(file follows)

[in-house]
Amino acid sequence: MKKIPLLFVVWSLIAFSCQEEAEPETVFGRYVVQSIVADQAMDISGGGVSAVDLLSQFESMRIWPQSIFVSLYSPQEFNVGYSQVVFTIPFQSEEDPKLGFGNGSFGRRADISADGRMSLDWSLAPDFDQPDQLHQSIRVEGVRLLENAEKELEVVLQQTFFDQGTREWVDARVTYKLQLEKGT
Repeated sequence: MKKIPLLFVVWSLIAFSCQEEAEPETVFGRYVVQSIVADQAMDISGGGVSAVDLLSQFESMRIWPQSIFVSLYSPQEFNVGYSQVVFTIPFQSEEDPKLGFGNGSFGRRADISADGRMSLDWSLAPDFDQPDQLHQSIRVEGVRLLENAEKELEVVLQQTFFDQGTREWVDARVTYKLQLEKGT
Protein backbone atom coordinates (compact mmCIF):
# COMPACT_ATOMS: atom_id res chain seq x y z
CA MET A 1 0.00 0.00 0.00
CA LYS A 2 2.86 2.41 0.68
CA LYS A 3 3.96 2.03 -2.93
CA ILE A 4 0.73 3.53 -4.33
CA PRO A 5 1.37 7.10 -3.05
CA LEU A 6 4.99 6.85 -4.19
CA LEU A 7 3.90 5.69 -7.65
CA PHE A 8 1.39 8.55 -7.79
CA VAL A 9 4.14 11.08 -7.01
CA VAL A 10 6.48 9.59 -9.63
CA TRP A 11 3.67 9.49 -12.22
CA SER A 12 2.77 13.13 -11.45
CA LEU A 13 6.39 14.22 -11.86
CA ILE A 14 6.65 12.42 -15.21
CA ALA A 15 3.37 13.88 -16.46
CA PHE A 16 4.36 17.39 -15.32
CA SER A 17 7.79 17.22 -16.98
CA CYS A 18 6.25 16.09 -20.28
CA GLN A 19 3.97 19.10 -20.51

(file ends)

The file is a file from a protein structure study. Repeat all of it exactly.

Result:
[in-house]
Amino acid sequence: MKKIPLLFVVWSLIAFSCQEEAEPETVFGRYVVQSIVADQAMDISGGGVSAVDLLSQFESMRIWPQSIFVSLYSPQEFNVGYSQVVFTIPFQSEEDPKLGFGNGSFGRRADISADGRMSLDWSLAPDFDQPDQLHQSIRVEGVRLLENAEKELEVVLQQTFFDQGTREWVDARVTYKLQLEKGT
Repeated sequence: MKKIPLLFVVWSLIAFSCQEEAEPETVFGRYVVQSIVADQAMDISGGGVSAVDLLSQFESMRIWPQSIFVSLYSPQEFNVGYSQVVFTIPFQSEEDPKLGFGNGSFGRRADISADGRMSLDWSLAPDFDQPDQLHQSIRVEGVRLLENAEKELEVVLQQTFFDQGTREWVDARVTYKLQLEKGT
Protein backbone atom coordinates (compact mmCIF):
# COMPACT_ATOMS: atom_id res chain seq x y z
CA MET A 1 0.00 0.00 0.00
CA LYS A 2 2.86 2.41 0.68
CA LYS A 3 3.96 2.03 -2.93
CA ILE A 4 0.73 3.53 -4.33
CA PRO A 5 1.37 7.10 -3.05
CA LEU A 6 4.99 6.85 -4.19
CA LEU A 7 3.90 5.69 -7.65
CA PHE A 8 1.39 8.55 -7.79
CA VAL A 9 4.14 11.08 -7.01
CA VAL A 10 6.48 9.59 -9.63
CA TRP A 11 3.67 9.49 -12.22
CA SER A 12 2.77 13.13 -11.45
CA LEU A 13 6.39 14.22 -11.86
CA ILE A 14 6.65 12.42 -15.21
CA ALA A 15 3.37 13.88 -16.46
CA PHE A 16 4.36 17.39 -15.32
CA SER A 17 7.79 17.22 -16.98
CA CYS A 18 6.25 16.09 -20.28
CA GLN A 19 3.97 19.10 -20.51